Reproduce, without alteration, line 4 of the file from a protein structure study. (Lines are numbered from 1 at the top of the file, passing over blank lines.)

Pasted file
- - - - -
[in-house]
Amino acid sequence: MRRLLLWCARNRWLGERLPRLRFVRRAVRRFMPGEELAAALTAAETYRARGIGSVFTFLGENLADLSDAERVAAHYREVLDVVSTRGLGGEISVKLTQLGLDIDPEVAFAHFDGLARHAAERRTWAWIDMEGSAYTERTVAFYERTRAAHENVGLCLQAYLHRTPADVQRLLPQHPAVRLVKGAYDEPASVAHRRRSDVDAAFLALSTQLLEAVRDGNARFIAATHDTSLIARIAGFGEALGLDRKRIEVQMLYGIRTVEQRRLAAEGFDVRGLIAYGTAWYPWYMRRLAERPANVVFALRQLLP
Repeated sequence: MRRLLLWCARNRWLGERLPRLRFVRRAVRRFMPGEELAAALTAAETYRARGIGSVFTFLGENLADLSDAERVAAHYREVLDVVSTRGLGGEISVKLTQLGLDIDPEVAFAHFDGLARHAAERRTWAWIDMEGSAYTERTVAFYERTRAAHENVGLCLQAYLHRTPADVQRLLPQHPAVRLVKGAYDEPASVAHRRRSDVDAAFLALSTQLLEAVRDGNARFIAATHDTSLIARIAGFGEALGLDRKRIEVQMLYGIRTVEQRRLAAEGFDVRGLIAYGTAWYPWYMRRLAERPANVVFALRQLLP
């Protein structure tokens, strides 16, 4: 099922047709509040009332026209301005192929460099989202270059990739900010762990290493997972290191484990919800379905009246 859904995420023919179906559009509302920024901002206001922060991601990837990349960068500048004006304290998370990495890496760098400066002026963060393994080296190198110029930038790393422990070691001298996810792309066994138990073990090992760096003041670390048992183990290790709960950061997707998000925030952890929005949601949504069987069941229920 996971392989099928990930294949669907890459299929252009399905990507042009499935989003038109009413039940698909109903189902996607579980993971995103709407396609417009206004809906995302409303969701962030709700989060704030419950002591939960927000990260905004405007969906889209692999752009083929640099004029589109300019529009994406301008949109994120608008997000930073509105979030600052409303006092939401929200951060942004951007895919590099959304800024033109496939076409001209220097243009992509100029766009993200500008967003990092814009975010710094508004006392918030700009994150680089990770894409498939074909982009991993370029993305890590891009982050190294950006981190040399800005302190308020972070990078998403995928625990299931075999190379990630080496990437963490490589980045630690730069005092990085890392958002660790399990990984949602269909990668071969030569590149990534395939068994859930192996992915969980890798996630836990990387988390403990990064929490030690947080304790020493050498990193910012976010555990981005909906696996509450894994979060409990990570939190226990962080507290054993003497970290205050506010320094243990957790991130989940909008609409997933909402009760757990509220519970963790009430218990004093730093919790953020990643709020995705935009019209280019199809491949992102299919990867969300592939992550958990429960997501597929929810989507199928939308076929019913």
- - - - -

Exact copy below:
């Protein structure tokens, strides 16, 4: 099922047709509040009332026209301005192929460099989202270059990739900010762990290493997972290191484990919800379905009246 859904995420023919179906559009509302920024901002206001922060991601990837990349960068500048004006304290998370990495890496760098400066002026963060393994080296190198110029930038790393422990070691001298996810792309066994138990073990090992760096003041670390048992183990290790709960950061997707998000925030952890929005949601949504069987069941229920 996971392989099928990930294949669907890459299929252009399905990507042009499935989003038109009413039940698909109903189902996607579980993971995103709407396609417009206004809906995302409303969701962030709700989060704030419950002591939960927000990260905004405007969906889209692999752009083929640099004029589109300019529009994406301008949109994120608008997000930073509105979030600052409303006092939401929200951060942004951007895919590099959304800024033109496939076409001209220097243009992509100029766009993200500008967003990092814009975010710094508004006392918030700009994150680089990770894409498939074909982009991993370029993305890590891009982050190294950006981190040399800005302190308020972070990078998403995928625990299931075999190379990630080496990437963490490589980045630690730069005092990085890392958002660790399990990984949602269909990668071969030569590149990534395939068994859930192996992915969980890798996630836990990387988390403990990064929490030690947080304790020493050498990193910012976010555990981005909906696996509450894994979060409990990570939190226990962080507290054993003497970290205050506010320094243990957790991130989940909008609409997933909402009760757990509220519970963790009430218990004093730093919790953020990643709020995705935009019209280019199809491949992102299919990867969300592939992550958990429960997501597929929810989507199928939308076929019913």